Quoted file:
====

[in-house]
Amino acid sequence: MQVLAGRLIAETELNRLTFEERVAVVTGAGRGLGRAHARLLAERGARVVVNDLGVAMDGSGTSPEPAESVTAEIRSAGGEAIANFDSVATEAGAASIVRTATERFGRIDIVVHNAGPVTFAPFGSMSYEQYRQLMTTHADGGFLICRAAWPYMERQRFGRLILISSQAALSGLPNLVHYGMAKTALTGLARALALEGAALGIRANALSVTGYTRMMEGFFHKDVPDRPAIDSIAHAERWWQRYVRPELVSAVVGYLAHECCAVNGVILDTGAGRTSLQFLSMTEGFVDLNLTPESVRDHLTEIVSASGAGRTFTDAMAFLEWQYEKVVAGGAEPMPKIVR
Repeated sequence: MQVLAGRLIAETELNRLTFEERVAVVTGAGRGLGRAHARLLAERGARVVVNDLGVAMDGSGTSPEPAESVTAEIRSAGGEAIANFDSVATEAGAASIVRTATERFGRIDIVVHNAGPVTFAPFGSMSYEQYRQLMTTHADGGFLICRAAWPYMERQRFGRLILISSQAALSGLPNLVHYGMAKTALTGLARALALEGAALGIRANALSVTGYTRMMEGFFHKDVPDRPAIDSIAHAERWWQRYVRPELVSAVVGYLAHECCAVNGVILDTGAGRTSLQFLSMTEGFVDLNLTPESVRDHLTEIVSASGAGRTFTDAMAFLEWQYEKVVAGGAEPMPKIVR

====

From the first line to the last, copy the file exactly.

[in-house]
Amino acid sequence: MQVLAGRLIAETELNRLTFEERVAVVTGAGRGLGRAHARLLAERGARVVVNDLGVAMDGSGTSPEPAESVTAEIRSAGGEAIANFDSVATEAGAASIVRTATERFGRIDIVVHNAGPVTFAPFGSMSYEQYRQLMTTHADGGFLICRAAWPYMERQRFGRLILISSQAALSGLPNLVHYGMAKTALTGLARALALEGAALGIRANALSVTGYTRMMEGFFHKDVPDRPAIDSIAHAERWWQRYVRPELVSAVVGYLAHECCAVNGVILDTGAGRTSLQFLSMTEGFVDLNLTPESVRDHLTEIVSASGAGRTFTDAMAFLEWQYEKVVAGGAEPMPKIVR
Repeated sequence: MQVLAGRLIAETELNRLTFEERVAVVTGAGRGLGRAHARLLAERGARVVVNDLGVAMDGSGTSPEPAESVTAEIRSAGGEAIANFDSVATEAGAASIVRTATERFGRIDIVVHNAGPVTFAPFGSMSYEQYRQLMTTHADGGFLICRAAWPYMERQRFGRLILISSQAALSGLPNLVHYGMAKTALTGLARALALEGAALGIRANALSVTGYTRMMEGFFHKDVPDRPAIDSIAHAERWWQRYVRPELVSAVVGYLAHECCAVNGVILDTGAGRTSLQFLSMTEGFVDLNLTPESVRDHLTEIVSASGAGRTFTDAMAFLEWQYEKVVAGGAEPMPKIVR